Comptroller Susan Combs announced Wednesday that she will not seek re-election and that she is retiring from public office at the end of her term in 2015. Combs, who had been positioning herself to run for lieutenant governor, will not run for that post or other elective office.
"It is with a deep sense of gratitude for the past, coupled with excitement for the future, that I announce today I will not be seeking elective office in 2014," Combs said in a statement, adding that she would keep working on several policy priorities, but that she wanted to spend more time on her West Texas ranch. "I want to make my intentions clear as soon as possible for prospective statewide candidates."
Combs, 68, a former prosecutor and state representative, was elected agriculture commissioner in 1998 and was elected comptroller in 2006.
She had been eyeing the lieutenant governor’s post, but when Lt. Gov. David Dewhurst lost the U.S. Senate race and said he was running for re-election, that scenario grew less likely.
The announcement has already set off a scramble to replace her. The comptroller exercises broad power over the purse strings in state government, and interest in the job is high.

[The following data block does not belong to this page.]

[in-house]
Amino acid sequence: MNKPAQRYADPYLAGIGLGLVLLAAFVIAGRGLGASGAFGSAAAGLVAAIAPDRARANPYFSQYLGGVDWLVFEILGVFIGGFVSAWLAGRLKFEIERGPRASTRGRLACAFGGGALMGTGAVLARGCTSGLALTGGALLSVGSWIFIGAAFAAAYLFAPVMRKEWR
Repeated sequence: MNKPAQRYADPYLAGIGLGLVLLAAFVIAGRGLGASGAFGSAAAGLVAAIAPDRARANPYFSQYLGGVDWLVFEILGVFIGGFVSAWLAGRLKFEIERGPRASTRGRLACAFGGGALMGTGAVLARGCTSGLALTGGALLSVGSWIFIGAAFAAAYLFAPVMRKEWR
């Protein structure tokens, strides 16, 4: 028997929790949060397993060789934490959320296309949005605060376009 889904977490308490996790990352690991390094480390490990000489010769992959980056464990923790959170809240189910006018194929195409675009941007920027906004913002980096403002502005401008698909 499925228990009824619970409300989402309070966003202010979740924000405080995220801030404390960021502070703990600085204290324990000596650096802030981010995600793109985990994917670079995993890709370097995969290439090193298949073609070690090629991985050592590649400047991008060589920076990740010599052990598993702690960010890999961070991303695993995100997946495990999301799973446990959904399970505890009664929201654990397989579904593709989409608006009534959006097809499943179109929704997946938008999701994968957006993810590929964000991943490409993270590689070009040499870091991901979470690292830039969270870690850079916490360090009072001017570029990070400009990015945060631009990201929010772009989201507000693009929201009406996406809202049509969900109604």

Among the Republicans said to be eyeing that job are former gubernatorial contender Debra Medina, Sen. Glenn Hegar of Katy, House Ways and Means Committee Chairman Harvey Hilderbran of Kerrville and former state Rep. Raul Torres of Corpus Christi.
In a written statement issued Wednesday afternoon, Hegar congratulated Combs and said he hoped to replace her.
"At this time I also want to announce that I will be a candidate for Texas Comptroller of Public Accounts in 2014. My campaign will have more to say in the coming days," Hegar said. "I am very excited about this opportunity and look forward to continuing to serve the people of Texas."
Senate Finance Chairman Tommy Williams, R-The Woodlands and a CPA, sent out a press release on Wednesday saying he is also exploring a possible run.
“Susan Combs has played a key role in cultivating the strength of the Texas economy, and has been a trusted and capable steward of the public accounts for many years," Gov. Rick Perry said in a statement. "A major proponent of openness in government, she leaves behind a legacy of transparency, and a state that’s more responsive, more accessible and more accountable to the public."
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